It's NaNoWriMo, the month when thousands of people try to write a draft of a book in 30 days. While they are focusing on getting words to come out--some 1700 words a day--I'm toying with an idea on the other end of the spectrum.
A few years ago, I saw an article in National Geographic
about a nature photographer who was feeling jaded and uninspired. He
decided to try an experiment. For 90 days, he would take one photograph a
day. Only one photograph a day.
Some days he knew exactly
what his picture would be; he waited for the right light and took it.
Some days he got the shot he wanted right away. Some days, he wandered a
long time, changed his mind, and didn't get his picture until late.
Photographers are used to taking many shots and weeding heavily for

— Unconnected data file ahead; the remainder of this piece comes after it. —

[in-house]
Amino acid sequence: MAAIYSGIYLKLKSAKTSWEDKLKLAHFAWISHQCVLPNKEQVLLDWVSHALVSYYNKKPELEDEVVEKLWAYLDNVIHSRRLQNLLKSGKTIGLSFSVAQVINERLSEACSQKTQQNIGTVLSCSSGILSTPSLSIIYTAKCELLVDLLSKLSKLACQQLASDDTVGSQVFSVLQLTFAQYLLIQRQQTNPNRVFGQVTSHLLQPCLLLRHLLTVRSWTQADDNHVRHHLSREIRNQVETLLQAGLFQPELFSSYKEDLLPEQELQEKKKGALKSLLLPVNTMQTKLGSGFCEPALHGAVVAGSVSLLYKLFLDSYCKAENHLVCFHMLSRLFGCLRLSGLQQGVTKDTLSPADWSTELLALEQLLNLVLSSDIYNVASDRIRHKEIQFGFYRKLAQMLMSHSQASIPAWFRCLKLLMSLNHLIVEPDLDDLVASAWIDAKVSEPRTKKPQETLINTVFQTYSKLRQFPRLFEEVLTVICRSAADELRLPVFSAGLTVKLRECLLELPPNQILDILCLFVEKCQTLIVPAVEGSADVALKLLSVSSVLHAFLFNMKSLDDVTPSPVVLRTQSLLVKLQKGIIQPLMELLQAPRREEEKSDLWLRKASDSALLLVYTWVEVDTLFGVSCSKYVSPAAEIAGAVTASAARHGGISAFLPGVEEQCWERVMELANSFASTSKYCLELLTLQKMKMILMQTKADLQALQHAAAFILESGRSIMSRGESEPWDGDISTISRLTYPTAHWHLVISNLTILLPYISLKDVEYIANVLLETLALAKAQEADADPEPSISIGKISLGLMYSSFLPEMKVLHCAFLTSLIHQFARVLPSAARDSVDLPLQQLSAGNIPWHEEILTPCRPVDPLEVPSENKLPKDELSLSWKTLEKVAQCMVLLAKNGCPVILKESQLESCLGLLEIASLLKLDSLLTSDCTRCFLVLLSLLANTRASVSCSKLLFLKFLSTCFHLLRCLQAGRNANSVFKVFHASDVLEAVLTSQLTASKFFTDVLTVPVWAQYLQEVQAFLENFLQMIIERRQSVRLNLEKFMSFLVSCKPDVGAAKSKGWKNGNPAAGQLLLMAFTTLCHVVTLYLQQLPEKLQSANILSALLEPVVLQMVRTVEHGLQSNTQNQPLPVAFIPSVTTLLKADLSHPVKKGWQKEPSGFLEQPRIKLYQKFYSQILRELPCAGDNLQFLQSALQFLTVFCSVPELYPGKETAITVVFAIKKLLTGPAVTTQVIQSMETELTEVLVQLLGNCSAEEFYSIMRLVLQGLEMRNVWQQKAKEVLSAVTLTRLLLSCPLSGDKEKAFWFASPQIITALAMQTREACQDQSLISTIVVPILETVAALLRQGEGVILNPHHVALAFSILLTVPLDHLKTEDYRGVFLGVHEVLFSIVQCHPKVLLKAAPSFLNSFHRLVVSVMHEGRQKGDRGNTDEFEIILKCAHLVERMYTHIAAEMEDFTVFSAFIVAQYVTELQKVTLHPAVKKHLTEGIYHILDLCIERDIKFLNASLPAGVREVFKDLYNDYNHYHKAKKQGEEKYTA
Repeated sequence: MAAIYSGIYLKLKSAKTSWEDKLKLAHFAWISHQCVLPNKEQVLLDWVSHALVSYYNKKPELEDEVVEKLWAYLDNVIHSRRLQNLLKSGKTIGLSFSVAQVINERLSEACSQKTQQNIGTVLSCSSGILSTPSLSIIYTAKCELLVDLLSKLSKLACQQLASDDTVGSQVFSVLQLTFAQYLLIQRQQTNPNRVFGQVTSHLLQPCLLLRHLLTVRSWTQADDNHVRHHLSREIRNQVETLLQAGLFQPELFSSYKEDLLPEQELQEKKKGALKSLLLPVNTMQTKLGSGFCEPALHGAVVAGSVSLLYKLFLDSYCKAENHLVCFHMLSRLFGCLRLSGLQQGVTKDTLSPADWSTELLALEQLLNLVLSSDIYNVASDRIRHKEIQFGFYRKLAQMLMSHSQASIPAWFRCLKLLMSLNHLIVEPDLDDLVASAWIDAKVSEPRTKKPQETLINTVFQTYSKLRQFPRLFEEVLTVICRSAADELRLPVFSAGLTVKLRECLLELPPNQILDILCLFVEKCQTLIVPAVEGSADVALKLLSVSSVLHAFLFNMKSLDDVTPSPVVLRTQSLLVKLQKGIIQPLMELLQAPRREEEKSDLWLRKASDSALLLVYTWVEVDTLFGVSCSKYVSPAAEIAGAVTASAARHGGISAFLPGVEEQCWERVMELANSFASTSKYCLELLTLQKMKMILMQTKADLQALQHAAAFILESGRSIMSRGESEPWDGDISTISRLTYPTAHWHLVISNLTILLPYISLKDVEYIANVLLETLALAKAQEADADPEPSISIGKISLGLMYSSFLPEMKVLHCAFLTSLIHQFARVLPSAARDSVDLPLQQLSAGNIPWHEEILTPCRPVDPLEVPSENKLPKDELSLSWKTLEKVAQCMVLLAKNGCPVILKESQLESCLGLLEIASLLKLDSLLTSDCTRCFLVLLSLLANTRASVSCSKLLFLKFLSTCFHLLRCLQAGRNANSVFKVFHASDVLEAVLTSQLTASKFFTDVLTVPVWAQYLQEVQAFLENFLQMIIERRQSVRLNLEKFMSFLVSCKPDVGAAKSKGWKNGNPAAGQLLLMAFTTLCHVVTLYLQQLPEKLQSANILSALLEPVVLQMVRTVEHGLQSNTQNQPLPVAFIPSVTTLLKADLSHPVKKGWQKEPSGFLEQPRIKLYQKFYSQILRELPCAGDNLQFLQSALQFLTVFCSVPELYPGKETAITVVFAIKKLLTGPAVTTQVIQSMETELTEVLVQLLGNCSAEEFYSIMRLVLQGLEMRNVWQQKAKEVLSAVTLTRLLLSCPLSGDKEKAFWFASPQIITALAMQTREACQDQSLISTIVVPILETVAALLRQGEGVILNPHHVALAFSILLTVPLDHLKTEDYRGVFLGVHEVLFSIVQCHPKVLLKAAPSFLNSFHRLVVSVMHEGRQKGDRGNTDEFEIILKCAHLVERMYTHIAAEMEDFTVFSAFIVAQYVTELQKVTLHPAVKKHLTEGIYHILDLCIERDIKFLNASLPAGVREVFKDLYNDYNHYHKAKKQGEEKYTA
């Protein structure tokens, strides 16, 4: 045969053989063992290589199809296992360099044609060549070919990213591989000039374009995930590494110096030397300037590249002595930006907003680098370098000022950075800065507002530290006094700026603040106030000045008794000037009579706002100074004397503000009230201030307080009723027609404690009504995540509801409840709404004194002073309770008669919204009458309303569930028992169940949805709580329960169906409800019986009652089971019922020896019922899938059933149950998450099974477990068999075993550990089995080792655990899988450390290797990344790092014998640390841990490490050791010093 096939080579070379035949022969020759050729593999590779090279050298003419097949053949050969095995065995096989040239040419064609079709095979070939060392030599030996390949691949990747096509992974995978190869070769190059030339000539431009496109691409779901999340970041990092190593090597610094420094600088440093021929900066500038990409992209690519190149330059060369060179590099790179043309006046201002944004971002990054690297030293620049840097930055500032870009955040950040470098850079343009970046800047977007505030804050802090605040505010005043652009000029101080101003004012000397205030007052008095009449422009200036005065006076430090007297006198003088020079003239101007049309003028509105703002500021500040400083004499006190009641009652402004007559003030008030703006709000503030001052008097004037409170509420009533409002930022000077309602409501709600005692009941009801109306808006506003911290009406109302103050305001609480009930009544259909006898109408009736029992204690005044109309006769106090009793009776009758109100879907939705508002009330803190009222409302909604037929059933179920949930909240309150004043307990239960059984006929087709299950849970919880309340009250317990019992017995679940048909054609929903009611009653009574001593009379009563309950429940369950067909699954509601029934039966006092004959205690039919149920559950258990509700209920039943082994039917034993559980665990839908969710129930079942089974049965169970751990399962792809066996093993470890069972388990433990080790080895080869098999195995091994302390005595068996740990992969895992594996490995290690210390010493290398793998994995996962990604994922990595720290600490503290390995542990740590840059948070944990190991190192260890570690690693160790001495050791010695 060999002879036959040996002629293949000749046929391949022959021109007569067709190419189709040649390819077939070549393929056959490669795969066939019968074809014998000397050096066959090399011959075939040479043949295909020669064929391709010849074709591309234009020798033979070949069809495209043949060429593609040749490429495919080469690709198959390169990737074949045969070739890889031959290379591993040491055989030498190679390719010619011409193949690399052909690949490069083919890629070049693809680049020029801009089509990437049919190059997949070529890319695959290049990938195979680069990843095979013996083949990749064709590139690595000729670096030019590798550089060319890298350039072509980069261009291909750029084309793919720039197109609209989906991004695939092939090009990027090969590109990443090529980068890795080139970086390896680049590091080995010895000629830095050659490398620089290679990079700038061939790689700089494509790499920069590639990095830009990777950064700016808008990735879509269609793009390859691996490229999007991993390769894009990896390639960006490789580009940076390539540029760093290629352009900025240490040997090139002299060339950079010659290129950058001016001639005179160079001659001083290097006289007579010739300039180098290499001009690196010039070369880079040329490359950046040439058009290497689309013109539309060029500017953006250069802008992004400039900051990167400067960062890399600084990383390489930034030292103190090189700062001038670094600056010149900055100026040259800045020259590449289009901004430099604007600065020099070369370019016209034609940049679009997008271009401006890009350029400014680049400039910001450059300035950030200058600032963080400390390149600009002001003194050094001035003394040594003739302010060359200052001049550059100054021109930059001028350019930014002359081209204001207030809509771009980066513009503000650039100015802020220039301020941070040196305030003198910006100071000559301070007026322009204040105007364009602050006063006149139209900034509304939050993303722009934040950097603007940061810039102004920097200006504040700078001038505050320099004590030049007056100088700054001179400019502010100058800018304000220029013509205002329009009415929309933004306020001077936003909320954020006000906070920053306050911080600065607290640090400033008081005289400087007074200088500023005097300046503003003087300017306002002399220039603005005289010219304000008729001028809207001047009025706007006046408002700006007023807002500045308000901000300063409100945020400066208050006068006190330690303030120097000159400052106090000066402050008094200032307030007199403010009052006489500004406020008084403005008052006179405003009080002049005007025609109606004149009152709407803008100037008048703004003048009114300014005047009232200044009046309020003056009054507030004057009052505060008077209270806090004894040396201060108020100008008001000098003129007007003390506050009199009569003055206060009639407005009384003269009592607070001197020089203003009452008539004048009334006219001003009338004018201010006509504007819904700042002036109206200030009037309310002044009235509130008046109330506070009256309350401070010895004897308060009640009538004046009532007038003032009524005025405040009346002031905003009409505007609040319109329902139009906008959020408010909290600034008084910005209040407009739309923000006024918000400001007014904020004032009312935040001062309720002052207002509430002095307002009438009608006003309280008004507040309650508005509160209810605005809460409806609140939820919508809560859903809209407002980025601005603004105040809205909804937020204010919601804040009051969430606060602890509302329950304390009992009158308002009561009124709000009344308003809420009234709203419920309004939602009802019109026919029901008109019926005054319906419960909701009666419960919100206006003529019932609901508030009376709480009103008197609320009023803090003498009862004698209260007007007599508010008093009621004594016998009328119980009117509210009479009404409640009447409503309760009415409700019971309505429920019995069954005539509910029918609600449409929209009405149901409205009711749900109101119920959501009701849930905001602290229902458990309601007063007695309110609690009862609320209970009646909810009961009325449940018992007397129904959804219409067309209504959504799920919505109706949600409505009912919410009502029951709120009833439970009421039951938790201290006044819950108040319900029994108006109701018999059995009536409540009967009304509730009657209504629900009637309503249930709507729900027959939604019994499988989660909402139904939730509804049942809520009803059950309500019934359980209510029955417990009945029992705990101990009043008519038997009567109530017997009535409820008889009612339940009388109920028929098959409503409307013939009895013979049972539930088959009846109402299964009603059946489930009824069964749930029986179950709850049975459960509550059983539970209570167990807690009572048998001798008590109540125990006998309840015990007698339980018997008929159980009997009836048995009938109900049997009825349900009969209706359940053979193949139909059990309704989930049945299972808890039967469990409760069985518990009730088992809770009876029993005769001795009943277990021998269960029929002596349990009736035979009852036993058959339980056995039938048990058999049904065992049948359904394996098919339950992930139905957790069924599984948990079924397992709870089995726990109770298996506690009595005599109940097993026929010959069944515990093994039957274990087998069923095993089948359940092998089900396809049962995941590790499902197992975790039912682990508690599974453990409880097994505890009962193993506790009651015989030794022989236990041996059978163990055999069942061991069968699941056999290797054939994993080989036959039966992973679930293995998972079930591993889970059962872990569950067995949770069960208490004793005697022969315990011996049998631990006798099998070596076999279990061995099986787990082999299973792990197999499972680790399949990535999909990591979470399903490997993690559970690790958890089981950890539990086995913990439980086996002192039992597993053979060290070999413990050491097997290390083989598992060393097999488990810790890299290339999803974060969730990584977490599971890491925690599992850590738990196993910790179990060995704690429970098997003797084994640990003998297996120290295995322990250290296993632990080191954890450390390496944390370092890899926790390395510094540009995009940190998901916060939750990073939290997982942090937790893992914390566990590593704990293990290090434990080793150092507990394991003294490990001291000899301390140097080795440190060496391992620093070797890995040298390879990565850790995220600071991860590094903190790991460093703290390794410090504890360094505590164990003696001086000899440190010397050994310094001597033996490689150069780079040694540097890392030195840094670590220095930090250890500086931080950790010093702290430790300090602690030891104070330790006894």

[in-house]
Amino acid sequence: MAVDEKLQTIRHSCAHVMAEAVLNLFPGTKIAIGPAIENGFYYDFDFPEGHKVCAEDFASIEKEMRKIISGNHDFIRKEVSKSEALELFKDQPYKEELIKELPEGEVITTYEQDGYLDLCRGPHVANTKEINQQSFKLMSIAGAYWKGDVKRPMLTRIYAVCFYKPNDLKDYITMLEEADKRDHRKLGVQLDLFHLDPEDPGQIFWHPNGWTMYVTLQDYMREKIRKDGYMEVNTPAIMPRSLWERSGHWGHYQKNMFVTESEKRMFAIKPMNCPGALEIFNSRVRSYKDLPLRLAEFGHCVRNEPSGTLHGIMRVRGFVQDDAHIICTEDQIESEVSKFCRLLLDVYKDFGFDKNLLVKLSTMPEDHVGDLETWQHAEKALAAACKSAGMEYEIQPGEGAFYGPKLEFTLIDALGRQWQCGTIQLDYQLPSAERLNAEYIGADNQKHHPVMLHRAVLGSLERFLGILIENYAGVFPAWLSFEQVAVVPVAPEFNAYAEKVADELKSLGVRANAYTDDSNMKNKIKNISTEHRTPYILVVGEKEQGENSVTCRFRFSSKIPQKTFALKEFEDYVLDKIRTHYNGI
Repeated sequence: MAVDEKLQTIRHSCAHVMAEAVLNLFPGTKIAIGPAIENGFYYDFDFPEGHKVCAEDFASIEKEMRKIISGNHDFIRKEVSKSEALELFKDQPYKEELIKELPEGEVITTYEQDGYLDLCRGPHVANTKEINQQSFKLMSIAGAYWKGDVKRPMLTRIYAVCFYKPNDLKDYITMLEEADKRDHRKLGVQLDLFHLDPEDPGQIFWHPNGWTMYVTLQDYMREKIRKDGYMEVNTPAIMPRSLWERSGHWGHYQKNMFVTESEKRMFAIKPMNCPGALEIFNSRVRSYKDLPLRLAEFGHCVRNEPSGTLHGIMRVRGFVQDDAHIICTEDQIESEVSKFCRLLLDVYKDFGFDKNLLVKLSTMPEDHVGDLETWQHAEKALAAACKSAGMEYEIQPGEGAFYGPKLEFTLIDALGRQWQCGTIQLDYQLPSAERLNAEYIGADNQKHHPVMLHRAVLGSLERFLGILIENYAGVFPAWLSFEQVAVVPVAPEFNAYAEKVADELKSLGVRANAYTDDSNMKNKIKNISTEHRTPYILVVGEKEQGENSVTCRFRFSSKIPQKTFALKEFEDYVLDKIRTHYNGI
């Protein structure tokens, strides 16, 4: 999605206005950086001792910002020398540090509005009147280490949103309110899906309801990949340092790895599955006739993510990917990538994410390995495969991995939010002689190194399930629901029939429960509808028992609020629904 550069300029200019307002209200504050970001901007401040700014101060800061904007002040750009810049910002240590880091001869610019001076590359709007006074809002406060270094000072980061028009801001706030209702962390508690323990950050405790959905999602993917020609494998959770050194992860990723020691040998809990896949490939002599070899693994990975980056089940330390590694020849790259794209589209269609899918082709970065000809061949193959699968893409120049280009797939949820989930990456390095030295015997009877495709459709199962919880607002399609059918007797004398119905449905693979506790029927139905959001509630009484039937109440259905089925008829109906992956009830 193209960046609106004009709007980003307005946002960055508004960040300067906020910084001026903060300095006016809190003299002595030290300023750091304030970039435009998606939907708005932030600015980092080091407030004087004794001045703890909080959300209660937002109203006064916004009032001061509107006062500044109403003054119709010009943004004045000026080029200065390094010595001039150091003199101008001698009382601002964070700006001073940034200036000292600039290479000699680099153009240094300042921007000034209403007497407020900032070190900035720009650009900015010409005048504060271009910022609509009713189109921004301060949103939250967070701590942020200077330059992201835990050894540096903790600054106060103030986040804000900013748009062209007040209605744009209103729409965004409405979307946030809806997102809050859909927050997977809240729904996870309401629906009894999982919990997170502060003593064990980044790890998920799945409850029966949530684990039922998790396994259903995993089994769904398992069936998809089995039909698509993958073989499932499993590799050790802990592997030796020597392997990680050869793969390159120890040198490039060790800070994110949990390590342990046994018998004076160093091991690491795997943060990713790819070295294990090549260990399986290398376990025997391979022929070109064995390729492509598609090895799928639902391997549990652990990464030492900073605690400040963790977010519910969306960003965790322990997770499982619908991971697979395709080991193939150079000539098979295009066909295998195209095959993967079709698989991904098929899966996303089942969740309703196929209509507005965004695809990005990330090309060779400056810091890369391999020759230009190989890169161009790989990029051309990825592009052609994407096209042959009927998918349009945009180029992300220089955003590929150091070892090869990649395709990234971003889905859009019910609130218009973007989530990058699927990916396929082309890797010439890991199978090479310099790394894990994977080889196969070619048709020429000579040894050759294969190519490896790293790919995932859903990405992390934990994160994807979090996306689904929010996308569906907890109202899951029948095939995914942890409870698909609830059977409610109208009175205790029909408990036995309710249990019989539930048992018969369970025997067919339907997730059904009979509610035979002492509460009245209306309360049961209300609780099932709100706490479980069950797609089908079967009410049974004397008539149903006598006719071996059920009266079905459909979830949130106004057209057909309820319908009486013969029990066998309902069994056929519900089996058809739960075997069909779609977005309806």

their final pictures. But this photographer found that having only one
shot per day made him more selective, more observant, more careful. And
he started having fun again, because of the challenge.
what if a writer who was daunted by the word counts of NaNoWriMo, or
wasn't in the right frame of mind to draft a novel, went in the other
direction and did a sort of writerly equivalent of the photographer's
challenge? What if a writer set a goal of a single 100-word piece a day
(or 50 words, or 500, depending on whatever feels compact yet
manageable) for a month? 100 words could be a poem, or a piece of flash
fiction. A writer could go even shorter and try one haiku a day. With
only one short piece a day to focus on, the writer would exercise
different creative muscles than the ones that are exercised by
NaNoWriMo. So I'm just throwing the idea out there into the world, in
case anyone cares to try it.
By the way, I see via internet
search that many people have done versions of the one-photo-a-day
challenge. But the one I saw first, the one I referred to at the top of
this post, was Chased by the Light: A 90-Day Journey, by Jim Brandenburg.